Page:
From Brazil to Beijing, Berlin to Baltimore, today’s reading list investigates how different governments are coping with the COVID-19 crisis.
While Yasheng Huang warns us against praising China’s response to coronavirus, arguing that its suppression of information helped cause the problem in the first place, Paul Hockenos applauds his adopted home of Germany. “I don’t know of anywhere else in Europe,” he argues, “where such a generous and speedy injection went to the smallest cogs of the economy.” More than 6,000 miles away, the small city of Maricá, Paul Katz and Leandro Ferreira argue, has “the most ambitious city-level response to COVID-19 in Brazil, and arguably the world” thanks to the city’s basic income provision.
Closer to home turf, two doctors question particular COVID-19 decisions. Obstetrician Daniel Grossman rails against abortion bans, outlining how they use minimal PPE and thus aren’t draining hospitals. And taking a broad look at the surge of telemedicine, physician and medical historian Jeremy Greene details how all outpatient medical clinics he knows of in the Baltimore area have had no access to testing. “Instead, the screening response has been outsourced to another group of private entities,” he argues. “Retail screeners who promise ‘drive-thru’ coronavirus testing and nothing more.”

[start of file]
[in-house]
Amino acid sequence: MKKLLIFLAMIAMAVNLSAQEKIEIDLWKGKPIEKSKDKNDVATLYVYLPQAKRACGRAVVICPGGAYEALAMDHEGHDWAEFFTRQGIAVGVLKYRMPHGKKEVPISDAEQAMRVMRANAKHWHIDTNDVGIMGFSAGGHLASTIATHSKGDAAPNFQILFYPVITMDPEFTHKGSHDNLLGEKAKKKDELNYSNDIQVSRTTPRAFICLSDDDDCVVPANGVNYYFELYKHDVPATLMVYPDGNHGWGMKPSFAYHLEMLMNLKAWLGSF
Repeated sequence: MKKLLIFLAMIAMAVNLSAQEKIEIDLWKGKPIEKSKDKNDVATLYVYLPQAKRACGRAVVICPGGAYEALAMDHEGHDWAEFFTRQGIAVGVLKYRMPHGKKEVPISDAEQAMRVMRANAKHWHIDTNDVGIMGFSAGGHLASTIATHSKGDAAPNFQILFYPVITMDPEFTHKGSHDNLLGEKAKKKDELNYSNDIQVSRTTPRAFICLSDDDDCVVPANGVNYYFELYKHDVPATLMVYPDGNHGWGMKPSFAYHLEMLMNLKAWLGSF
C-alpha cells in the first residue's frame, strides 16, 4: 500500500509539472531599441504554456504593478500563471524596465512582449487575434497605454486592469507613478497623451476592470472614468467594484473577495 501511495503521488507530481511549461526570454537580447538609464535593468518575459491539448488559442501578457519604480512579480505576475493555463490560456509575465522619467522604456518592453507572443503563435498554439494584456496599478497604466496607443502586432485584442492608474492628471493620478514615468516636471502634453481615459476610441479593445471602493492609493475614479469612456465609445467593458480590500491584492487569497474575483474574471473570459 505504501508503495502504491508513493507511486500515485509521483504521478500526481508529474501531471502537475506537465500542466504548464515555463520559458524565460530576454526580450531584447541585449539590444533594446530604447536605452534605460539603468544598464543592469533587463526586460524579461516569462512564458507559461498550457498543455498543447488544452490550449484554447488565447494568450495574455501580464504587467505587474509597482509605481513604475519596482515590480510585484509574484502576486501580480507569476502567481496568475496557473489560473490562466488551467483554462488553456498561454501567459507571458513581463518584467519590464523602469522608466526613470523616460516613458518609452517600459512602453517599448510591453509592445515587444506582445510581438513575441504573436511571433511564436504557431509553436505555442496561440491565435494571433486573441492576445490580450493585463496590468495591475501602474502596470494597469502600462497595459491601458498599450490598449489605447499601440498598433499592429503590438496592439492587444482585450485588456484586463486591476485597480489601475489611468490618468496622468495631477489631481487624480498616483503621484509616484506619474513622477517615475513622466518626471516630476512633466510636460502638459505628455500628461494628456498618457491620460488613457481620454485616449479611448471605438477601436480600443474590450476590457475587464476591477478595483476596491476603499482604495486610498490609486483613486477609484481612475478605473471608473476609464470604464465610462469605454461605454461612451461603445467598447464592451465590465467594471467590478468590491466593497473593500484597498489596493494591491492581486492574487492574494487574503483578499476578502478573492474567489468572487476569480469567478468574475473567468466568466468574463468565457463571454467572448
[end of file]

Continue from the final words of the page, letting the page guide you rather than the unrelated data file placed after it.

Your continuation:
Rounding out the list, historian Samuel Clowes Huneke makes a compelling case for why Trump’s COVID-19 response shouldn’t be labelled “totalitarian,” and Scott Stern outlines how conservative fears of “undeserving” people receiving coronavirus benefits have deep ties to racism and the policing of black women’s bodies. Lastly, sociologists Sarah Burgard and Lucie Kalousova reveal how every American recession—including the Great Depression—has typically resulted in higher life expectancy. But unprecedented features of coronavirus lockdown make it unclear whether this trend will hold.
Some have praised China's response to the COVID-19 pandemic, but its suppression of information helped cause the problem in the first place.
Despite President Bolsonaro's COVID-19 denialism, a small Brazilian city has one of the most ambitious responses in the world.
Conservatives have long been sounding the alarm about “undeserving” people receiving public assistance.